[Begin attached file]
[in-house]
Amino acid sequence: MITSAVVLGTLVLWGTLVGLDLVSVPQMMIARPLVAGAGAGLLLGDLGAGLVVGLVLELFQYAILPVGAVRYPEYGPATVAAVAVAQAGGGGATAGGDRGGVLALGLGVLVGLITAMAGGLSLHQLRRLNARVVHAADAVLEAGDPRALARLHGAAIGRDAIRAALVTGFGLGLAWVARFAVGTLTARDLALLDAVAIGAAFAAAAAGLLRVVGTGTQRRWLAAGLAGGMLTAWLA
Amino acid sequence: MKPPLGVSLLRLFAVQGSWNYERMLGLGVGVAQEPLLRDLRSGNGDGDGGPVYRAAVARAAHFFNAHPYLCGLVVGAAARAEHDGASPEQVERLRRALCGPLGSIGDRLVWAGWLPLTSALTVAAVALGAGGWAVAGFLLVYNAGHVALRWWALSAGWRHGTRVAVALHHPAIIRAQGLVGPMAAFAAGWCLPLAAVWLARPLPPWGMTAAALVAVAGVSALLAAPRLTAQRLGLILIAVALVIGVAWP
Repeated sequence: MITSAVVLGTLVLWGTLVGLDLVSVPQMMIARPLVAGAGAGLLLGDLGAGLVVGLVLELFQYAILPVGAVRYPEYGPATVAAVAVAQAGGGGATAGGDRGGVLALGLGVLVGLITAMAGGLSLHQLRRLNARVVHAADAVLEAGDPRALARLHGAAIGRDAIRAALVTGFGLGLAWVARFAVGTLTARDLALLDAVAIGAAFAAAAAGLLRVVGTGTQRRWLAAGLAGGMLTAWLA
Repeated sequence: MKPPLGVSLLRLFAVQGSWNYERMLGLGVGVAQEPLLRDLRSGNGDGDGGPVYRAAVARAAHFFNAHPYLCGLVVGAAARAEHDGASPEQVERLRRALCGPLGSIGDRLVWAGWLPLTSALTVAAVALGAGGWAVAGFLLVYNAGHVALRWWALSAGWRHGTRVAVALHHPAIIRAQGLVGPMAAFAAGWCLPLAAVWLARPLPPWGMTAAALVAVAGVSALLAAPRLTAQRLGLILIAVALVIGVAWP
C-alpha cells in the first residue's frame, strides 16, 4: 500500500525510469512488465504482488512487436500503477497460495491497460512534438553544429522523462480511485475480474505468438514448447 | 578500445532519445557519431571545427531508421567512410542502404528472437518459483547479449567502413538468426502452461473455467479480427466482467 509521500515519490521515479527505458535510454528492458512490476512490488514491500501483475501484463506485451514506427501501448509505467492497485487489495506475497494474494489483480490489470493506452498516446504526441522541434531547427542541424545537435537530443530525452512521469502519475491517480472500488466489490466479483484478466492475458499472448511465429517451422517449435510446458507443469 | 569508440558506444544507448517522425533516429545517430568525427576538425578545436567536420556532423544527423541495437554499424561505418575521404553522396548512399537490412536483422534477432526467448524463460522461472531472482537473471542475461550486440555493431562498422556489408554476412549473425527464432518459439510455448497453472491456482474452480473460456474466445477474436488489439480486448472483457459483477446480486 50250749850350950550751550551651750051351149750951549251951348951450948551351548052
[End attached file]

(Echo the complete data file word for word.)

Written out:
[in-house]
Amino acid sequence: MITSAVVLGTLVLWGTLVGLDLVSVPQMMIARPLVAGAGAGLLLGDLGAGLVVGLVLELFQYAILPVGAVRYPEYGPATVAAVAVAQAGGGGATAGGDRGGVLALGLGVLVGLITAMAGGLSLHQLRRLNARVVHAADAVLEAGDPRALARLHGAAIGRDAIRAALVTGFGLGLAWVARFAVGTLTARDLALLDAVAIGAAFAAAAAGLLRVVGTGTQRRWLAAGLAGGMLTAWLA
Amino acid sequence: MKPPLGVSLLRLFAVQGSWNYERMLGLGVGVAQEPLLRDLRSGNGDGDGGPVYRAAVARAAHFFNAHPYLCGLVVGAAARAEHDGASPEQVERLRRALCGPLGSIGDRLVWAGWLPLTSALTVAAVALGAGGWAVAGFLLVYNAGHVALRWWALSAGWRHGTRVAVALHHPAIIRAQGLVGPMAAFAAGWCLPLAAVWLARPLPPWGMTAAALVAVAGVSALLAAPRLTAQRLGLILIAVALVIGVAWP
Repeated sequence: MITSAVVLGTLVLWGTLVGLDLVSVPQMMIARPLVAGAGAGLLLGDLGAGLVVGLVLELFQYAILPVGAVRYPEYGPATVAAVAVAQAGGGGATAGGDRGGVLALGLGVLVGLITAMAGGLSLHQLRRLNARVVHAADAVLEAGDPRALARLHGAAIGRDAIRAALVTGFGLGLAWVARFAVGTLTARDLALLDAVAIGAAFAAAAAGLLRVVGTGTQRRWLAAGLAGGMLTAWLA
Repeated sequence: MKPPLGVSLLRLFAVQGSWNYERMLGLGVGVAQEPLLRDLRSGNGDGDGGPVYRAAVARAAHFFNAHPYLCGLVVGAAARAEHDGASPEQVERLRRALCGPLGSIGDRLVWAGWLPLTSALTVAAVALGAGGWAVAGFLLVYNAGHVALRWWALSAGWRHGTRVAVALHHPAIIRAQGLVGPMAAFAAGWCLPLAAVWLARPLPPWGMTAAALVAVAGVSALLAAPRLTAQRLGLILIAVALVIGVAWP
C-alpha cells in the first residue's frame, strides 16, 4: 500500500525510469512488465504482488512487436500503477497460495491497460512534438553544429522523462480511485475480474505468438514448447 | 578500445532519445557519431571545427531508421567512410542502404528472437518459483547479449567502413538468426502452461473455467479480427466482467 509521500515519490521515479527505458535510454528492458512490476512490488514491500501483475501484463506485451514506427501501448509505467492497485487489495506475497494474494489483480490489470493506452498516446504526441522541434531547427542541424545537435537530443530525452512521469502519475491517480472500488466489490466479483484478466492475458499472448511465429517451422517449435510446458507443469 | 569508440558506444544507448517522425533516429545517430568525427576538425578545436567536420556532423544527423541495437554499424561505418575521404553522396548512399537490412536483422534477432526467448524463460522461472531472482537473471542475461550486440555493431562498422556489408554476412549473425527464432518459439510455448497453472491456482474452480473460456474466445477474436488489439480486448472483457459483477446480486 50250749850350950550751550551651750051351149750951549251951348951450948551351548052